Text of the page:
I wish Michael Atherton was there to see it. It’s past midnight and Curtly Ambrose is singing, dancing and creating quite a joyous ruckus in an Antigua casino. Atherton would have seen a deathly cold stare, pride-drenched sweat, and a windmill-wave of arms after he had fallen to yet another screamer; 17 times he succumbed to Ambrose in Tests. It’s a different Ambrose these days. Genial. Friendly. And someone who laughs a lot. “Atherton was not a bad player and he has scored hundreds against me,” Ambrose said. “But people only remember the number of times I got him out.”
Finally, after all these years, Ambrose is doing the things he wanted to do all his life. He never liked cricket but was pushed by his mother’s fanatic love for the game to take up the sport. “My mother basically forced me to play cricket. And then to try and please her, I did. And like they say, the rest is history. So I guess she knew I had a talent.”
He was a reluctant cricketer. “I never liked cricket. It was just a job.” Then how can someone who didn’t like the game go on to achieve greatness? “I am a proud man.” That’s it. No follow-ups. Nothing. It says everything that’s to say about him. When you probe further he adds, “My pride basically was my motivation. I want to be the best at whatever I do. I strive for excellence. I don’t like to lose. Once I decided cricket was going to be my job, I just wanted to be the best. It’s a lot of hard work.”
It took him two years to decide that cricket was going to be his job. On the day he was first selected for West Indies, he played basketball. “I wasn’t still serious.” The people in his village, Swetes, took the initiative to make him so. “They didn’t let me register into the basketball and football association any more. So that’s when I realised that if my villagers can be so protective and be so concerned about me being a cricketer then I said okay let me just take this thing serious.”
He was initially called a “little bird” as they thought he was like the “big bird” Joel Garner. The tall Ambrose laughs as he says that nickname. Back to the show at the casino. The little bird leaps out from the stage and enters a song-and-dance routine. He waves his arms, involves the audience and sings. The crowd respond. They laugh, they dance and they sing back. Ambrose can’t stop smiling. Behind him, Richie Richardson is quietly playing out his role of the rhythm guitarist. His wife is in the audience and dancing. Ambrose’s wife is lapping it all up, sitting in the chair. All around, the crowd go berserk. Ambrose beams. His band, Spirited, is going from strength to strength.
“I don’t like talking about cricket,” he says the next day. “As a matter of fact, Desmond Haynes said to me one time, that he had never met a cricketer like me. Because I don’t talk cricket. Other guys will talk cricket at breakfast, talk cricket at dinner. I don’t do that. Once I get to the cricket ground, I switch onto cricket. Once I leave the ground, I switch off. I don’t want nothing to do with cricket. So Haynes said to me that I am a strange person.”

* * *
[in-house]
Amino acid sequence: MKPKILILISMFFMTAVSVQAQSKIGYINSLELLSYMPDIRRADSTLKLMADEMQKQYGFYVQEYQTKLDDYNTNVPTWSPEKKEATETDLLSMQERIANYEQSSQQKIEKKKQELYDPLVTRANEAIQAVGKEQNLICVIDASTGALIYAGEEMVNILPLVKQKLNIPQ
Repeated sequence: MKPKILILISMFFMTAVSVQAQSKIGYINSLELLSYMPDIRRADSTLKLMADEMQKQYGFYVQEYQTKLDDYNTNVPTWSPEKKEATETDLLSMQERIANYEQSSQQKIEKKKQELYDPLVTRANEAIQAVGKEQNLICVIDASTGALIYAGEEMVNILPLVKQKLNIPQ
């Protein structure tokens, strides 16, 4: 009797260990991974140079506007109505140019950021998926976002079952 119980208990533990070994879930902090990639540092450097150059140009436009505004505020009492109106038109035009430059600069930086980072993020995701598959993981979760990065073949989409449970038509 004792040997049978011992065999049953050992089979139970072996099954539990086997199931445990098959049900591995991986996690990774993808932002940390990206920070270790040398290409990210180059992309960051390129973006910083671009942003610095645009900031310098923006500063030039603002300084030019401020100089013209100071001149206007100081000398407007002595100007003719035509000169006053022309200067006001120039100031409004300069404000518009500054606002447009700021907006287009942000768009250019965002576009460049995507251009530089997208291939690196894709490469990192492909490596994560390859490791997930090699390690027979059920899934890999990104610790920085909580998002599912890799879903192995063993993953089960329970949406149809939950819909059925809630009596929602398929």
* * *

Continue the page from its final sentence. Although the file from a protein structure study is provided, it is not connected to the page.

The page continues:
Strange he might have been, but he was bloody intimidating. Was there any player he found a tough nut to crack? “David Boon of Australia was an extremely tough batsman. You know you have some batsmen who you can look at the eyes and know that they are not comfortable. It’s only a matter of time before you get him out. Boon is as tough as they come. Steve Waugh was very tough as well. At times, he could look out of sorts. But I can tell you, he’s tough. He’s not going to surrender.”
The obvious thing, then, was to ask about that famous spat with Waugh. It was a hair-raising moment: Ambrose staring down at Waugh as if he meant to hit, Waugh looking back icy cold, and Richardson trying to drag Ambrose out of the crime scene. “You know I am not usually like that. That particular series in 1995 we were in danger of losing our No.1 status. And we were behind in the series and I got a little frustrated. He said something to me that I didn’t like and I responded and we said a thing or two. But it started right there on the pitch and ended right there. We still had mutual respect between us.”
What were you really thinking at that moment? Would you have hit him? “Well I wanted to. I was so frustrated I wanted to vent it out. It was out of character because I am not like that.” Intimidation by that cold stare was his style though.
“I think every fast bowler should be aggressive and try to intimidate the batsman. Not verbally. I will stare at you and look at you cruel. Like I am gonna ... Sometimes I don’t mean a thing. I used to do that a lot. I stare a lot. It was part of my weapon. So you should intimidate them. Soften them up basically to get them out.
“But I don’t like sledging, I have never done that. I don’t think that is part of cricket. If you are good at what you do, you shouldn’t resort to sledging to be successful. Because if you do that to get success, then you know that you are not any good. So I let the ball do the talking. I will stare at you and look at you very mean and all that because it was part of my weapon.”
Then there were those special celebrations that came to be associated with Ambrose. “It was all in the heat of the moment. There was nothing that I planned. You react to the situation. Sometimes you look back and think wow you can’t believe that you are behaving like that. You can’t rehearse, you just react.” That was then. Ambrose is a lot more relaxed these days. Sing. Dance. Smile. Here is the all-new Ambrose.
Sriram Veera is a former staff writer at ESPNcricinfo